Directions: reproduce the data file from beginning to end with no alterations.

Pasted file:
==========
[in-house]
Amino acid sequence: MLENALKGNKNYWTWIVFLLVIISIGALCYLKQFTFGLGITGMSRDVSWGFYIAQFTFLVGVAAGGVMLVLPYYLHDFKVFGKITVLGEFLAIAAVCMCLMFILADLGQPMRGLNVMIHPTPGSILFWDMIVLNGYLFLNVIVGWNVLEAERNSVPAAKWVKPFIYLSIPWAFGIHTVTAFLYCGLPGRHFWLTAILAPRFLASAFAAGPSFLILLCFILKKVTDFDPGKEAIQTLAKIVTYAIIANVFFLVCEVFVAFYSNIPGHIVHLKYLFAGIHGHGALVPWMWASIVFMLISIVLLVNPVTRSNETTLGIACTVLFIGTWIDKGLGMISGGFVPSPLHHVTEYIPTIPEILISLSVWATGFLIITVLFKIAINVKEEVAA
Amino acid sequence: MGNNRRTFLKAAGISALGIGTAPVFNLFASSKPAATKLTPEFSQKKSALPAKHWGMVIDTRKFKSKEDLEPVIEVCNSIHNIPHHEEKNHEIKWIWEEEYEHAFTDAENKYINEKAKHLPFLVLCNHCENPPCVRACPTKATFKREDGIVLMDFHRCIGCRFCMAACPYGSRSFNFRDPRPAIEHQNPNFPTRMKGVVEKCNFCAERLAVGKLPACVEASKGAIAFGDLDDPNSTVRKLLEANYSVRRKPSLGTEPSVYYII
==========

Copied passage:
[in-house]
Amino acid sequence: MLENALKGNKNYWTWIVFLLVIISIGALCYLKQFTFGLGITGMSRDVSWGFYIAQFTFLVGVAAGGVMLVLPYYLHDFKVFGKITVLGEFLAIAAVCMCLMFILADLGQPMRGLNVMIHPTPGSILFWDMIVLNGYLFLNVIVGWNVLEAERNSVPAAKWVKPFIYLSIPWAFGIHTVTAFLYCGLPGRHFWLTAILAPRFLASAFAAGPSFLILLCFILKKVTDFDPGKEAIQTLAKIVTYAIIANVFFLVCEVFVAFYSNIPGHIVHLKYLFAGIHGHGALVPWMWASIVFMLISIVLLVNPVTRSNETTLGIACTVLFIGTWIDKGLGMISGGFVPSPLHHVTEYIPTIPEILISLSVWATGFLIITVLFKIAINVKEEVAA
Amino acid sequence: MGNNRRTFLKAAGISALGIGTAPVFNLFASSKPAATKLTPEFSQKKSALPAKHWGMVIDTRKFKSKEDLEPVIEVCNSIHNIPHHEEKNHEIKWIWEEEYEHAFTDAENKYINEKAKHLPFLVLCNHCENPPCVRACPTKATFKREDGIVLMDFHRCIGCRFCMAACPYGSRSFNFRDPRPAIEHQNPNFPTRMKGVVEKCNFCAERLAVGKLPACVEASKGAIAFGDLDDPNSTVRKLLEANYSVRRKPSLGTEPSVYYII